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Wednesday, 27 October 1971
Page: 2603


Mr PEACOCK (Kooyong) (Minister for the Army and Minister Assisting the Treasurer) - In returning to the provisions of this Bill I wish very briefly to discuss 3 particular points. Firstly, there is the matter raised by the honourable member for Melbourne Ports (Mr Crean) regarding the constitutional situation which flows from the decision of the High Court of Australia in the Rocla pipes case. I point out that it is, of course, still not certain to what extent this case has clarified the Commonwealth's constitutional powers to control financial corporations. This aspect of the High Court judgment is under examination.


Mr Hughes - I am quite prepared to give you some advice on this.


Mr PEACOCK - Your fees are too exorbitant. This aspect of the High Court judgment is under examination by the Government's legal advisers and the scope of the Commonwealth's powers should not be assessed at this stage as being allembracing.

Secondly, in regard to matters raised by the honourable member for KingsfordSmith (Mr Lionel Bowen), it is fair to point out that the introduction of this Bill does not signify any change at all in the long-standing policy not to grant overseas interests authority to carry on banking business in Australia or to allow them to acquire interests in existing Australian banks. That policy has been maintained since 1945 without the assistance of the present Bill. Among the methods used in the past in maintaining the policy, moral persuasion has proved quite successful because overseas interests would naturally be very reluctant to disregard the Government's wishes in matters of this kind. The Act will provide the Government with an additional measure for use in some circumstances but other methods will remain available as before. With regard to the detailed application of the policy, a distinction can be made between overseas investment in Australian bank shares of a portfolio nature and overseas investment with a view to exercising an influence over an Australian bank. The Government has not previously found normal portfolio investment by overseas interests in Australian bank shares a threat to the policy and there is no reason to believe that this situation will necessarily change in the future.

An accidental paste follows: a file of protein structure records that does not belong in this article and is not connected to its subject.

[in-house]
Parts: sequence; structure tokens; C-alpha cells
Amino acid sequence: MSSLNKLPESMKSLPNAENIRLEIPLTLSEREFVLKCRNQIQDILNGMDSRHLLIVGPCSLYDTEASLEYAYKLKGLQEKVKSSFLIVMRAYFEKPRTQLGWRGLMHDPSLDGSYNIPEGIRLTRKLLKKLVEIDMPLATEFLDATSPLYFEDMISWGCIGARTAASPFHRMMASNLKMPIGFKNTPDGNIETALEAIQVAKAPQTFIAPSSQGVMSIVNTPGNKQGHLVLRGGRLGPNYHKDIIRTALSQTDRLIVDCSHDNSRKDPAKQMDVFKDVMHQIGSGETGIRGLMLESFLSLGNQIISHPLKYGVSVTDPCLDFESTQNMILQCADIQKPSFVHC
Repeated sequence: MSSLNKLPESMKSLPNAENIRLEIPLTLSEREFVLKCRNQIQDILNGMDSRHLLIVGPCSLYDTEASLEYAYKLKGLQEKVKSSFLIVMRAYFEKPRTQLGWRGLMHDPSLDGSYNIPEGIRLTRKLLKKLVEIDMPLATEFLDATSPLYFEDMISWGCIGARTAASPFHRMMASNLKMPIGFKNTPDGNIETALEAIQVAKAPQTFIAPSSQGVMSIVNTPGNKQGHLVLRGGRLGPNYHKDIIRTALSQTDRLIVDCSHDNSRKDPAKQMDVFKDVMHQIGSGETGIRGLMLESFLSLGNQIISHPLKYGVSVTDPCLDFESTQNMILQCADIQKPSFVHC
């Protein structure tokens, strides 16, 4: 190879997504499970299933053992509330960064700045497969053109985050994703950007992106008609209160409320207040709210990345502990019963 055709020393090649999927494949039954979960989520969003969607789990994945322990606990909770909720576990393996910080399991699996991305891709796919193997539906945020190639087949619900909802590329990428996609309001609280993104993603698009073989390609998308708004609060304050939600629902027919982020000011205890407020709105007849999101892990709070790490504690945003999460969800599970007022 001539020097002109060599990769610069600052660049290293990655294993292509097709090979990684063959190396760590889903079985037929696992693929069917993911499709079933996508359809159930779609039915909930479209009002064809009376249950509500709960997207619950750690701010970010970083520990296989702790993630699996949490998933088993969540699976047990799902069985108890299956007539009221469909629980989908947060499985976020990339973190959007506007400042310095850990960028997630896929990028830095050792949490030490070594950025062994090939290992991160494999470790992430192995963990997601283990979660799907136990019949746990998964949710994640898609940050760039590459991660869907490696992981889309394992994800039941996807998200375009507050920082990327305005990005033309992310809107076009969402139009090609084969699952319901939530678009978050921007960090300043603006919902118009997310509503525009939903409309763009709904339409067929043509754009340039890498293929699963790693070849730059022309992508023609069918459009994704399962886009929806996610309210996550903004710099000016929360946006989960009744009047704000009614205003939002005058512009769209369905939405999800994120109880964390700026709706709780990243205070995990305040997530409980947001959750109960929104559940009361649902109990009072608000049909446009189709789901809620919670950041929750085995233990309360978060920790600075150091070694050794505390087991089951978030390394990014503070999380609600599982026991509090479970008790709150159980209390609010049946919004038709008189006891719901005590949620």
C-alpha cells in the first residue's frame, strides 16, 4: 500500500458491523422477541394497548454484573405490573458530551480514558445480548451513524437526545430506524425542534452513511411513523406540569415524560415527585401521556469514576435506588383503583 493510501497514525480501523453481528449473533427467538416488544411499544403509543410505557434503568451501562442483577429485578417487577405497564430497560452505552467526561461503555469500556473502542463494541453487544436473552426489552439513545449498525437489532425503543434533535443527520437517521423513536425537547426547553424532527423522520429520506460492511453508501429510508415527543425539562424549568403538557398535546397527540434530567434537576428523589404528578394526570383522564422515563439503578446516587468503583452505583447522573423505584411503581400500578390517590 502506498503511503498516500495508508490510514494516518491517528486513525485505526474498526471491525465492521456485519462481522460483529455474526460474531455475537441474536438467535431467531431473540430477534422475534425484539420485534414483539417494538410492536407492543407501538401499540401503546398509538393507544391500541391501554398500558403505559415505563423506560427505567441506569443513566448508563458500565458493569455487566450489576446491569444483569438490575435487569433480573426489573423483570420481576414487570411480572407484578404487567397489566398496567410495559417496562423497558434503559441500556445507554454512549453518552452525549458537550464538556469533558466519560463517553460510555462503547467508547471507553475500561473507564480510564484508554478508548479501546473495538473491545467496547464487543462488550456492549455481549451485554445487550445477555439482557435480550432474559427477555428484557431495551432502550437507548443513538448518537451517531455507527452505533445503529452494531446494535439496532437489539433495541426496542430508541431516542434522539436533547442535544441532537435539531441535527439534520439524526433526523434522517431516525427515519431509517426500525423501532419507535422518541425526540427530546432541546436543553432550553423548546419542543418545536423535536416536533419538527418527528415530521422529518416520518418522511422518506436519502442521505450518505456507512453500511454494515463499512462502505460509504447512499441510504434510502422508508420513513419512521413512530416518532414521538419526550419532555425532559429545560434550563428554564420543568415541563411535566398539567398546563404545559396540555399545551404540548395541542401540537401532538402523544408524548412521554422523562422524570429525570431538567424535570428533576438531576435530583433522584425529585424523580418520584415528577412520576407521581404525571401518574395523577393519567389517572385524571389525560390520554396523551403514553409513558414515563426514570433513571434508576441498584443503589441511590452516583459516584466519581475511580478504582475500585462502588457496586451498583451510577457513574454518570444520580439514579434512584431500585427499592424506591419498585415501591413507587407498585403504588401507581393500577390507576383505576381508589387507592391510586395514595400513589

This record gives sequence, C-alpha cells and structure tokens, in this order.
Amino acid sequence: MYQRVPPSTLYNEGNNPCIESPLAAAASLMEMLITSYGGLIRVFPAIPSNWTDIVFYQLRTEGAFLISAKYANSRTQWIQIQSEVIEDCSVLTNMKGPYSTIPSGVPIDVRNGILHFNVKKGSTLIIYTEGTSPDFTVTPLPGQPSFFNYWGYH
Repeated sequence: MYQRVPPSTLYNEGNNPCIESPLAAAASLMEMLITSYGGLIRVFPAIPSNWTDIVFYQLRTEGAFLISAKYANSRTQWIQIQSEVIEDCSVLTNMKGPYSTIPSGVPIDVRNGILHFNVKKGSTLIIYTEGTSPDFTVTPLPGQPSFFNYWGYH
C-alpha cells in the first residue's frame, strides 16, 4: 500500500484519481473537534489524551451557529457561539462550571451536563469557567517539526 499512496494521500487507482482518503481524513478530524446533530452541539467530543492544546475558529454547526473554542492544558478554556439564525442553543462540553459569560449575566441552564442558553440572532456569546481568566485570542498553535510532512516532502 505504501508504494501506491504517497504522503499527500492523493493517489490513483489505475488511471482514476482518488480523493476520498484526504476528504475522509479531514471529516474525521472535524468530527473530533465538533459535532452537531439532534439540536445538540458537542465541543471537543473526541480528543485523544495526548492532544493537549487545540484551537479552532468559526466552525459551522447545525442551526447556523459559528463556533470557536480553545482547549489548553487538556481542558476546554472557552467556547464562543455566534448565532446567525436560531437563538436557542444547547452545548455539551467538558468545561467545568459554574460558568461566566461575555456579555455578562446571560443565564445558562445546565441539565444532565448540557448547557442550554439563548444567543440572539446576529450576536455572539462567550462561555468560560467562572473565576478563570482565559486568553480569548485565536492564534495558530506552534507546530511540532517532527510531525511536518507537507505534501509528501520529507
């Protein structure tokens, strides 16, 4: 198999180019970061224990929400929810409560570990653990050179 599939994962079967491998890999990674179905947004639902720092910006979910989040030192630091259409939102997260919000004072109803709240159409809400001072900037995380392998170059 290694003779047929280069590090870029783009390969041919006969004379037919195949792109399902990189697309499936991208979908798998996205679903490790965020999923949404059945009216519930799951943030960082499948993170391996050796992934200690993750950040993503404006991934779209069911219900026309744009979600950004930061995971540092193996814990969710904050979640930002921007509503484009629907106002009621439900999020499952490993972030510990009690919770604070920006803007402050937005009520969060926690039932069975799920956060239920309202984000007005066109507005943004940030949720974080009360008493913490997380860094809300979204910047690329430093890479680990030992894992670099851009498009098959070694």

However, if purchases of bank shares - and this was referred to by the honourable member - within the 10 per cent limitation by overseas interests were for purposes going beyond portfolio investment, such as to give overseas interests a voice in the affairs of an Australian bank, the Government's opposition to such purchases will be the same after the Bill is enacted as it has been in the past. Finally, in regard to a matter raised by the honourable member for Riverina (Mr Grassby) prior to the dinner adjournment concerning the Australia and New Zealand Banking Group Limited, the only major bank to which the Bill will not apply is that bank, which is incorporated in the United Kingdom. However, that bank remains subject to section 63 of the Banking Act which provides that except with the Treasurer's consent the bank shall not enter into an arrangement for the sale or disposal of its business by amalgamation or otherwise or effect a reconstruction of the bank. The Australia and New Zealand Banking Group Limited savings bank subsidiary will be subject to the Bill, since the savings bank is deemed to be incorporated in Australia by recent United Kingdom and Victorian legislation.

Question resolved in the affirmative.

Bill read a second time.







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